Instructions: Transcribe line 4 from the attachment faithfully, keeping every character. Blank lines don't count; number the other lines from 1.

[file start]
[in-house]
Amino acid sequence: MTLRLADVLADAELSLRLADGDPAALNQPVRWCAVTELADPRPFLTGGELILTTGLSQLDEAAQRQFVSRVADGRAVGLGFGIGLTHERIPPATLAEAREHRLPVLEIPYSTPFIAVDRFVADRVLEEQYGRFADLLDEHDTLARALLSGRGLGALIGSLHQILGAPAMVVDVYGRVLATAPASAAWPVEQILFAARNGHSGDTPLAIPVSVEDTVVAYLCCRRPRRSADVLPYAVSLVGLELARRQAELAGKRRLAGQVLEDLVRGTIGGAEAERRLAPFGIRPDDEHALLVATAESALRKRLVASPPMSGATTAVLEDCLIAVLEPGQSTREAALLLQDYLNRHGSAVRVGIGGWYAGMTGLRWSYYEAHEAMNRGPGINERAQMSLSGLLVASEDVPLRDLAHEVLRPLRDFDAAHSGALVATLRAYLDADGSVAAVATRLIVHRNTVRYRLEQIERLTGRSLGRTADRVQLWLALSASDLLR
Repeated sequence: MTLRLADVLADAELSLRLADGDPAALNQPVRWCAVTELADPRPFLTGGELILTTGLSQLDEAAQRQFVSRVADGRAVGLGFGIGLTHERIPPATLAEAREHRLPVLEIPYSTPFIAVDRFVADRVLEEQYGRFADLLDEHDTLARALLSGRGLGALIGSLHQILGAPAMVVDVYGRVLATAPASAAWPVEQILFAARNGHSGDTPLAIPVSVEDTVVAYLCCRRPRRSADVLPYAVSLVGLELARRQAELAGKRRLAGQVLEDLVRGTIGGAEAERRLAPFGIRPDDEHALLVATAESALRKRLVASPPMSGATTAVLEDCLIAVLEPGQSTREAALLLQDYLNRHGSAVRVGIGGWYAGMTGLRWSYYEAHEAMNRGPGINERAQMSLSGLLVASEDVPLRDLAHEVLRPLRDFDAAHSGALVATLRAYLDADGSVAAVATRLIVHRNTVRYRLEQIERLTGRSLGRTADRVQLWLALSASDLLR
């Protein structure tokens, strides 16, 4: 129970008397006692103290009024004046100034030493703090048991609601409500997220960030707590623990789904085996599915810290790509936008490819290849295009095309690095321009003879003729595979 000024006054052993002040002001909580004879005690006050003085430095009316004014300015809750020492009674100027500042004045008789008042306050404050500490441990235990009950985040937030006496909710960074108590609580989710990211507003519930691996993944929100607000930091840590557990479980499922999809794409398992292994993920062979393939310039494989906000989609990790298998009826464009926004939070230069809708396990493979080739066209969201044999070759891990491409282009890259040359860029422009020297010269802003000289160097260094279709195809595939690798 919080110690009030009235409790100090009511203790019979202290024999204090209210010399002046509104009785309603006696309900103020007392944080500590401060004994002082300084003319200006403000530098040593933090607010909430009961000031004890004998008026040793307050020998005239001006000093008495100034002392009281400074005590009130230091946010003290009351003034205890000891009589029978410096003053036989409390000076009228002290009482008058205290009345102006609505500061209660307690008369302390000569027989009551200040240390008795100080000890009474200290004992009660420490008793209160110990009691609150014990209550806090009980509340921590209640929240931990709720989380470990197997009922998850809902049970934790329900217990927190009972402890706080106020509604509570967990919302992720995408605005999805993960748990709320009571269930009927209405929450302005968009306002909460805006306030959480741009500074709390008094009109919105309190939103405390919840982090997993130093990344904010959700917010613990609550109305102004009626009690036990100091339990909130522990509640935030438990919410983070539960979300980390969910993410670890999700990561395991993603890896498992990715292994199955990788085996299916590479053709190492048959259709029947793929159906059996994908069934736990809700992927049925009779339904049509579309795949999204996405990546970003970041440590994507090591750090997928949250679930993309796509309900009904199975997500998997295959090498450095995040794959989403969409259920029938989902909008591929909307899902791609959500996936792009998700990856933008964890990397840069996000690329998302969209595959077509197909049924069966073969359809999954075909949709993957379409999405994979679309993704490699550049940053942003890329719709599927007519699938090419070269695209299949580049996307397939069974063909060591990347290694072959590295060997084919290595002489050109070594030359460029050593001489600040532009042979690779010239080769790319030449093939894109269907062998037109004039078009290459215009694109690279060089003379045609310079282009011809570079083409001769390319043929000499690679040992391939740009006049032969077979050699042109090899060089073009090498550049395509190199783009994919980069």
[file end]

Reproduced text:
């Protein structure tokens, strides 16, 4: 129970008397006692103290009024004046100034030493703090048991609601409500997220960030707590623990789904085996599915810290790509936008490819290849295009095309690095321009003879003729595979 000024006054052993002040002001909580004879005690006050003085430095009316004014300015809750020492009674100027500042004045008789008042306050404050500490441990235990009950985040937030006496909710960074108590609580989710990211507003519930691996993944929100607000930091840590557990479980499922999809794409398992292994993920062979393939310039494989906000989609990790298998009826464009926004939070230069809708396990493979080739066209969201044999070759891990491409282009890259040359860029422009020297010269802003000289160097260094279709195809595939690798 919080110690009030009235409790100090009511203790019979202290024999204090209210010399002046509104009785309603006696309900103020007392944080500590401060004994002082300084003319200006403000530098040593933090607010909430009961000031004890004998008026040793307050020998005239001006000093008495100034002392009281400074005590009130230091946010003290009351003034205890000891009589029978410096003053036989409390000076009228002290009482008058205290009345102006609505500061209660307690008369302390000569027989009551200040240390008795100080000890009474200290004992009660420490008793209160110990009691609150014990209550806090009980509340921590209640929240931990709720989380470990197997009922998850809902049970934790329900217990927190009972402890706080106020509604509570967990919302992720995408605005999805993960748990709320009571269930009927209405929450302005968009306002909460805006306030959480741009500074709390008094009109919105309190939103405390919840982090997993130093990344904010959700917010613990609550109305102004009626009690036990100091339990909130522990509640935030438990919410983070539960979300980390969910993410670890999700990561395991993603890896498992990715292994199955990788085996299916590479053709190492048959259709029947793929159906059996994908069934736990809700992927049925009779339904049509579309795949999204996405990546970003970041440590994507090591750090997928949250679930993309796509309900009904199975997500998997295959090498450095995040794959989403969409259920029938989902909008591929909307899902791609959500996936792009998700990856933008964890990397840069996000690329998302969209595959077509197909049924069966073969359809999954075909949709993957379409999405994979679309993704490699550049940053942003890329719709599927007519699938090419070269695209299949580049996307397939069974063909060591990347290694072959590295060997084919290595002489050109070594030359460029050593001489600040532009042979690779010239080769790319030449093939894109269907062998037109004039078009290459215009694109690279060089003379045609310079282009011809570079083409001769390319043929000499690679040992391939740009006049032969077979050699042109090899060089073009090498550049395509190199783009994919980069």